Play by Henrik Ibsen
In Ibsen’s Ghosts Mrs. Alving, a dutiful and loving mother is haunted by regret as she struggles to atone for the moral and physical corruption she perpetuated by performing her social duty as a wife and mother.
Set in a remote town in Norway, the characters are consumed by the environments they seek to escape, whether it is the social environment that stifles Mrs. Alving or the bleak climate that banishes all vibrancy, condemning her son Oswald to the Old Norwegian belief that life is short and misery is inescapable.
The clothing of the affluent Alvings conforms to the style lines and fashionable expectations of 1881, allowing structured restraint for Mrs. Alving’s silk taffeta dress and Parisian flair for Oswald’s artistic influence. Those with less monetary influence wear clothing that is dated; for example: Pastor Menders’ double breasted frock coat is of quality but at least ten years old, the product of his moral frugality and patronizing restraint while Engstrand’s outmoded clothing is the result of hard wear and personal neglect. Regina, likely dressed by Mrs. Alving, wears a respectable but comparatively plain dress, of cotton and wool that she will soon grow out of as she comes into her own as a young woman.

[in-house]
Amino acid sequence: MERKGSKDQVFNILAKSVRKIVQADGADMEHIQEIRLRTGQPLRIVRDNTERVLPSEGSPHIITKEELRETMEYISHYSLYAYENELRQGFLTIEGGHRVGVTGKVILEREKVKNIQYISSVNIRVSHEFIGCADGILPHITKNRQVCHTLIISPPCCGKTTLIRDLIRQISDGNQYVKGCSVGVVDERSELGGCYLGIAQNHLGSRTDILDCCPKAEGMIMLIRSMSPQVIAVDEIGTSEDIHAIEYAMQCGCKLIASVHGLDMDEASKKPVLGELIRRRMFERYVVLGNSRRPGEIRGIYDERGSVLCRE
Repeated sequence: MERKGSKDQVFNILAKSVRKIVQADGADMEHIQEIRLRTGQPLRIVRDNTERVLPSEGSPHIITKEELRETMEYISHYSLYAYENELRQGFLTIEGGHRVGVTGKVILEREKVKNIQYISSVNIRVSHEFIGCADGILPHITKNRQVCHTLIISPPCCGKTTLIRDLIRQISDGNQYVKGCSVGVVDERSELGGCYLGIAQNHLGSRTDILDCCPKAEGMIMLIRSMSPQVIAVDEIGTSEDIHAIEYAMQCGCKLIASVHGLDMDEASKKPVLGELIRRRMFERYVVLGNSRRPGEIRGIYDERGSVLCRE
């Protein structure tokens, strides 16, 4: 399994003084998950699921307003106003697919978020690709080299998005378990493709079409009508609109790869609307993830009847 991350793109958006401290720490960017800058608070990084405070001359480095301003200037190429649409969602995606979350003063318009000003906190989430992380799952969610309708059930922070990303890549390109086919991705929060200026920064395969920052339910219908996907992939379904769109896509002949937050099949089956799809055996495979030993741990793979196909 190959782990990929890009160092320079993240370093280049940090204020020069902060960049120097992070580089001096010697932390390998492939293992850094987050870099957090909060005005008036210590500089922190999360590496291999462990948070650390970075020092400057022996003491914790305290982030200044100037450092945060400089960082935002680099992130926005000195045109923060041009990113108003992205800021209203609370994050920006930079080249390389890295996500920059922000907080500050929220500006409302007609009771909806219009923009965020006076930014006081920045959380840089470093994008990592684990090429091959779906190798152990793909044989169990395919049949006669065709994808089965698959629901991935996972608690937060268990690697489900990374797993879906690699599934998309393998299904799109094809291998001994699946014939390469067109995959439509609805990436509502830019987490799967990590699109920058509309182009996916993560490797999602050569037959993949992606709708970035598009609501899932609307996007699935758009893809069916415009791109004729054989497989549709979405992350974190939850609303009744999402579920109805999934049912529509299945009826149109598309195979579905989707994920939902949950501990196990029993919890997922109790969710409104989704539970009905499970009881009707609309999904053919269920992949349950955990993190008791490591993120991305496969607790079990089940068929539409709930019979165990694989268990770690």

The clothing reflects the oppression of both the climate and the social environment, taking their brooding color palate of blues and cool burgundies from Norwegian artist Edvard Munch’s early painting of Starry Night. This subdued color palate is reinforced by heavy, period accurate fabrics, which work together to give the costumes opaque weight that is suitable to the period and indicative of Munch’s emotional yet starved and bleak perspective of rural Norway. Throughout the play each character uses their clothing to shield themselves from the harshness of the environment, whether it be Pastor Manders who is afraid of the light, Oswald, who seeks the sun on his long walks though the rain, or Mrs. Alving carrying the weight of her husband’s secrets her whole life. Supported by the subdued color palate, heavy treatment of period-accurate clothing, and many layers and structural details that constrain and shield the characters Mrs. Alving is chained to the sense of duty that makes an otherwise strong and free-thinking woman obediently stay.